Some 1,258 incidents involving laser strikes on aircraft were reported to the U.K. Civil Aviation Authority (CAA) in 2016, down 12.6 percent from the previous year and down 34.4 percent from the record high, set in 2011. The 2016 total represented the second consecutive year of declining numbers, the CAA said.
More laser strikes (151) were reported at Heathrow Airport in London than any other airport in the U.K. Heathrow was trailed by airports in Glasgow, Scotland (83 laser strikes), Birmingham, England (73), and Manchester, England (72).
Data showed that U.K. operators reported an additional 274 laser strikes on aircraft overseas in 2016, down from 355 reported laser incidents the previous year.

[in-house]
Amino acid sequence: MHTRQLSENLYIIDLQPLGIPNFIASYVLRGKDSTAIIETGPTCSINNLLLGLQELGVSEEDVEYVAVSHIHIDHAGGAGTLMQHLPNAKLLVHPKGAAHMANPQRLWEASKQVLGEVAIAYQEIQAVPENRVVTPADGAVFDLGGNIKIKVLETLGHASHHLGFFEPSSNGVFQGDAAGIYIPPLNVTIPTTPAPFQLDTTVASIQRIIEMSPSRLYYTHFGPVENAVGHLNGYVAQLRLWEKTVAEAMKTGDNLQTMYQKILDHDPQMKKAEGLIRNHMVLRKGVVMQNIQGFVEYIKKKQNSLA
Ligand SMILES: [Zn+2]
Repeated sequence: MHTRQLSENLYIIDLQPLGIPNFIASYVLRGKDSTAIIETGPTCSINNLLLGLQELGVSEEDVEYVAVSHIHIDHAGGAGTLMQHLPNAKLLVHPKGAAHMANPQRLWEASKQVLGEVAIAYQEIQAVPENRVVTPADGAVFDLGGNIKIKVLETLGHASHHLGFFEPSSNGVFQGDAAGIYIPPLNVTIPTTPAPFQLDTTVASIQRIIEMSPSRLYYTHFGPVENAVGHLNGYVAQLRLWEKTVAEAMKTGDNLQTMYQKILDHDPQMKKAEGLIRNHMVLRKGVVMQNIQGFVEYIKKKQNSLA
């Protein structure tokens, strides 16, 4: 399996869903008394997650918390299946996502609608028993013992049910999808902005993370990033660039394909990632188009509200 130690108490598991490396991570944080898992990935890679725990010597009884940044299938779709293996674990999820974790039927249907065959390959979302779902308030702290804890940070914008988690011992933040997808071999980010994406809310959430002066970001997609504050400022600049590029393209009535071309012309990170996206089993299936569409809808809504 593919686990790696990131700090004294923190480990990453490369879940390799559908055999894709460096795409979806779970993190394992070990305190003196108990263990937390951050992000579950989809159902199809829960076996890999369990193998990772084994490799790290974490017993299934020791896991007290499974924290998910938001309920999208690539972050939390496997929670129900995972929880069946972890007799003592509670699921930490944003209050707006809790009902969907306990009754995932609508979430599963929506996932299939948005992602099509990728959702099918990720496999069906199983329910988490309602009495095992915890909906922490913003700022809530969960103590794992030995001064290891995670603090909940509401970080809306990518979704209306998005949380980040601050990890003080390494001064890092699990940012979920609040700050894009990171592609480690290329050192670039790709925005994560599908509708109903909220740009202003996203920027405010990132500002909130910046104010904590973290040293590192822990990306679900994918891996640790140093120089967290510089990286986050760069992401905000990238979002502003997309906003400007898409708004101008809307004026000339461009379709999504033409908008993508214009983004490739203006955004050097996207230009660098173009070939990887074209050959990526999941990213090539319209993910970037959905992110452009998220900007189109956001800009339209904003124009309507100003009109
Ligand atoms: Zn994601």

Steve Landells, a British Airline Pilots’ Association (BALPA) flight safety specialist, said that the declining number of incidents may be a result of an ongoing effort to educate the public about the dangers of laser strikes. Despite the decline in reported incidents, the number of laser strikes on aircraft remains “dangerously high,” BALPA said.
Landells added, “The power of these devices is increasing and we’re concerned that, if left to escalate without significant intervention, we could see a serious incident happen in the near future. … BALPA wants to see these people stopped before they commit this reckless act.”